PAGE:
Paul Sylbert, an Oscar-winning production designer who created the look of films as various as Alfred Hitchcock’s “The Wrong Man,” Robert Benton’s “Kramer vs. Kramer” and Warren Beatty’s “Heaven Can Wait,” died on Nov. 19 at his home in Jenkintown, Pa., near Philadelphia. He was 88.
The death was confirmed by his wife, Jeannette Sylbert.
Mr. Sylbert — the twin brother of Richard Sylbert, the even more noted production designer of “Who’s Afraid of Virginia Woolf” and “Chinatown” — was known for his obsessive attention to detail and clever solutions to difficult filming problems. Working with top directors like Hitchcock, Elia Kazan and Milos Forman, he went to enormous lengths to create a look that served the director’s vision and conveyed a sense of authenticity.
For John Singleton’s “Rosewood” (1997), about a black settlement in Florida that was burned to the ground by a racist mob in 1923, he spent untold hours interviewing survivors and scouring local archives and census records to build an accurate picture of Rosewood and a nearby town whose sawmill employed many of the residents.
“We built two and a half miles of road to one place, and a mile and a half to the other place, and built both towns from scratch,” Mr. Sylbert told the journal TCI: Theater Crafts International in 1997.
For the gritty “Rush” (1991), with Jason Patric and Jennifer Jason Leigh as undercover narcotics officers in Houston, he visited local wallpaper warehouses to find the right 1970s patterns and studied a local jail to make sure the film’s cell had the same sloppy paint work and bits of faded graffiti. His job, he told Smithsonian magazine in 1992, was “to create hell metaphorically.”
The film critic Vincent Canby, in an essay on production design for The New York Times in 1981, noted Mr. Sylbert’s chameleonlike ability to summon up entirely different visual worlds even within similar genres. For Brian De Palma’s suspense film “Blow Out,” he evoked Philadelphia in realistic terms, but the New York in the horror thriller “Wolfen,” released on the same day as “Blow Out” in 1981, was, Mr. Canby wrote, something entirely different.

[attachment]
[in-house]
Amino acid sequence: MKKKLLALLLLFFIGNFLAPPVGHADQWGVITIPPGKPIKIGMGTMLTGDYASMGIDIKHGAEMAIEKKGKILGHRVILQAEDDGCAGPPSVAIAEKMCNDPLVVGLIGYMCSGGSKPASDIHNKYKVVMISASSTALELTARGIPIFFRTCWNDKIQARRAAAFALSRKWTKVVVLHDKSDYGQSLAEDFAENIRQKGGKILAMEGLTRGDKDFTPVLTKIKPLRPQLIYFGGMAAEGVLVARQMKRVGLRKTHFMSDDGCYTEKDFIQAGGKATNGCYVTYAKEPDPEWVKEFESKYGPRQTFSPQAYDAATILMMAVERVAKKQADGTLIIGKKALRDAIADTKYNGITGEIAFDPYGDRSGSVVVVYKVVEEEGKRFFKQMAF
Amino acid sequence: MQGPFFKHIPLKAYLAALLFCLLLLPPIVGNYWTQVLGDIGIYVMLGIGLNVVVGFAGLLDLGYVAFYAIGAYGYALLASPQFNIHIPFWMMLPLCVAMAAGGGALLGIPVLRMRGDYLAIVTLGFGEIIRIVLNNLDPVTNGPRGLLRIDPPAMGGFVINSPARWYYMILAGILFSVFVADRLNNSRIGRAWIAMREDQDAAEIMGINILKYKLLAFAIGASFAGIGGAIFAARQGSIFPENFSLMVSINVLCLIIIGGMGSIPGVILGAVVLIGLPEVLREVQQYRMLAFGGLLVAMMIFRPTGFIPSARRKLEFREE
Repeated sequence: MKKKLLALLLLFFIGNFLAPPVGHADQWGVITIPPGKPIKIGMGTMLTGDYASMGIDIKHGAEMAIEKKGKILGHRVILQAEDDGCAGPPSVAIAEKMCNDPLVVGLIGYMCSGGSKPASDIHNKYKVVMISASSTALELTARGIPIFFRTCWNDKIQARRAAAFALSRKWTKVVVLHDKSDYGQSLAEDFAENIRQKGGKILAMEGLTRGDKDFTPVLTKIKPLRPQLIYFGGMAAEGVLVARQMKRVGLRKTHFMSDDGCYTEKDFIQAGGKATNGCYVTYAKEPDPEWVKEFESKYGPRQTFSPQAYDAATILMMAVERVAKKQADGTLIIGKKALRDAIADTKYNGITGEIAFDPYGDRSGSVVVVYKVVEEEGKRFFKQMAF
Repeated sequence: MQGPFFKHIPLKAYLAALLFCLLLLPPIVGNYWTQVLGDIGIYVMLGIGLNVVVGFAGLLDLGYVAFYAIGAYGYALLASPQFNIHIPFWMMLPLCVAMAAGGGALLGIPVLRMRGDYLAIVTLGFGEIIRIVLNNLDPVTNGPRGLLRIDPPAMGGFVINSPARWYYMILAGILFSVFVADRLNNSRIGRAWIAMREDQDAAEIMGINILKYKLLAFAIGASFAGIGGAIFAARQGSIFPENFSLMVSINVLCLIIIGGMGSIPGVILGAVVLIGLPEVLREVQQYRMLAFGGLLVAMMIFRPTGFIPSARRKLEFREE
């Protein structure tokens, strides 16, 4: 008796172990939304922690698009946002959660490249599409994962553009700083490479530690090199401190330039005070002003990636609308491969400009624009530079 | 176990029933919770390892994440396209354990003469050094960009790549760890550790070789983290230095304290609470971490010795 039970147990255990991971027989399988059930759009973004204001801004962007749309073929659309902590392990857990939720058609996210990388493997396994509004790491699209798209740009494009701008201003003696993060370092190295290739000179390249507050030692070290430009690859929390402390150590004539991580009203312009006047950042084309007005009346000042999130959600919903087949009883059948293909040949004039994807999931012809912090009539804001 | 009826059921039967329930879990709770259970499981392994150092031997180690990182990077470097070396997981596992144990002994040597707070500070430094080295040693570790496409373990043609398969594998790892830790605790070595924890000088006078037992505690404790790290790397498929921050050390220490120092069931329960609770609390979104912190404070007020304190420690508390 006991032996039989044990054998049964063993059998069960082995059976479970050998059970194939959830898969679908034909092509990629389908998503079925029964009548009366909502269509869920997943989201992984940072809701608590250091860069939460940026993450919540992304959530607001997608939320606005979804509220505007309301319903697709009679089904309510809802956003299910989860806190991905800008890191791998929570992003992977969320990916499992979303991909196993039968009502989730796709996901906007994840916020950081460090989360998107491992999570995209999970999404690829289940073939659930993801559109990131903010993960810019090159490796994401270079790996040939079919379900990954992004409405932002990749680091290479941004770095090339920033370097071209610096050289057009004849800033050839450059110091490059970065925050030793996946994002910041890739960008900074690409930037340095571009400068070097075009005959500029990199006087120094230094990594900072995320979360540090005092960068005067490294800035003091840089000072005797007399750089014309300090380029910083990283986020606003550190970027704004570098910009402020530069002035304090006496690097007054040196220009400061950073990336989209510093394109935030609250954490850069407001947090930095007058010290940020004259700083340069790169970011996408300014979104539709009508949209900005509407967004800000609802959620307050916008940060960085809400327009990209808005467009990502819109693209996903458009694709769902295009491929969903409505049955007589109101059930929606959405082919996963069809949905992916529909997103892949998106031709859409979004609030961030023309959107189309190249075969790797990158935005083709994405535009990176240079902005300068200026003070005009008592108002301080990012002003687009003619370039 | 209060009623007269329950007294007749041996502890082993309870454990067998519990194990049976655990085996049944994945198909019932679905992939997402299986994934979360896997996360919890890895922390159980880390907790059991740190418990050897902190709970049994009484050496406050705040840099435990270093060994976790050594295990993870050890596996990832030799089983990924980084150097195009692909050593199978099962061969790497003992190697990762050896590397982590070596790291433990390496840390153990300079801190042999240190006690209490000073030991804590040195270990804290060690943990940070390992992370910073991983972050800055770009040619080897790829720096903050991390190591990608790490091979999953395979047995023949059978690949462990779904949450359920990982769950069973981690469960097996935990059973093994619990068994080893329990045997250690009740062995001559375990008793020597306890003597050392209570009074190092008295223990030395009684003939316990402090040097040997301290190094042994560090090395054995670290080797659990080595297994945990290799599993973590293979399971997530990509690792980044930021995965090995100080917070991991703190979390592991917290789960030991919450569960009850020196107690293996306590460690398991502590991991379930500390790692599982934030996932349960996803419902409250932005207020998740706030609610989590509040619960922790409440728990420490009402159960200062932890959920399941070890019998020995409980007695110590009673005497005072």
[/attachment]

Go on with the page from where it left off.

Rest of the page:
“Mr. Sylbert’s Manhattan is a fantasy island under siege by some sort of superwolves,” he wrote. “Its South Bronx is dominated by the shell of a church that seems to have been blitzed during months of air raids.”
In his review of the film, Mr. Canby praised its “otherworldly look” and wrote, “Not since Nicholas Roeg’s “Don’t Look Back’ has there been such a beautifully mounted and designed scare movie.”
Mr. Sylbert received an Academy Award for his work on “Heaven Can Wait” and was nominated for a second Oscar for Barbra Streisand’s 1991 film “The Prince of Tides.” In 2009, the Art Directors Guild presented him with a lifetime achievement award.
Paul Sylbert was born on April 16, 1928, in Brooklyn, and grew up in the Flatbush neighborhood. His father, Sam, was a cutter and later a foreman for a manufacturer of formal gowns. His mother, the former Lily Lazelle, ran a millinery shop.
After graduating from Erasmus Hall High School in 1946, he served in the same Army unit in Korea as his brother. The brothers later studied at the Tyler School of Art in Philadelphia.
Mr. Sylbert started out painting backdrops at the Metropolitan Opera but, encouraged by his brother, who worked at NBC, moved to television. He found work at CBS, where he designed sets and scenery on the variety show “Premiere” and the series “Suspense” before being accused of Communist sympathies and blacklisted.
“In those days I was redder than a lobster, no joke,” Daniel Kremer, who directed Mr. Sylbert’s last film, “A Trip to Swadades” (2008), recalled his saying, in an article for the blog Confluence Film.
Mr. Sylbert returned to the Met and worked on Off Broadway stage productions before being hired by Hitchcock as art director for “The Wrong Man,” released in 1957. Kazan hired the two Sylberts as art directors for his Southern Gothic film “Baby Doll.” For that movie the brothers scouted a fading antebellum mansion and, on sets in Brooklyn, created a series of creepy, moldering interiors.
A year later, the brothers collaborated on another Kazan film, “A Face in the Crowd,” with Andy Griffith as a charismatic but unscrupulous television star.
Mr. Sylbert’s many other film credits include “One Flew Over the Cuckoo’s Nest” (1975), “The Drowning Pool” (1975), “Gorky Park” (1983), “The Pope of Greenwich Village” (1984), “Biloxi Blues” (1988) and “Conspiracy Theory” (1997).
He designed several productions for the New York City Opera in the late 1950s and directed one film, “The Steagle” (1971), a road comedy with Richard Benjamin and Cloris Leachman. His battles with the producers were so traumatic that he wrote a book to help him recover, “Final Cut: The Making and Breaking of a Film” (1974).
Mr. Sylbert’s first two marriages ended in divorce. In addition to his wife, he is survived by a son, Christian, and a daughter, Olivia Sylbert.
In 2004 he began teaching in the film and media arts department at Temple University’s Ambler campus.
An earlier version of this obituary referred incorrectly to the year an article appeared in Smithsonian magazine. It was 1992, not 1922.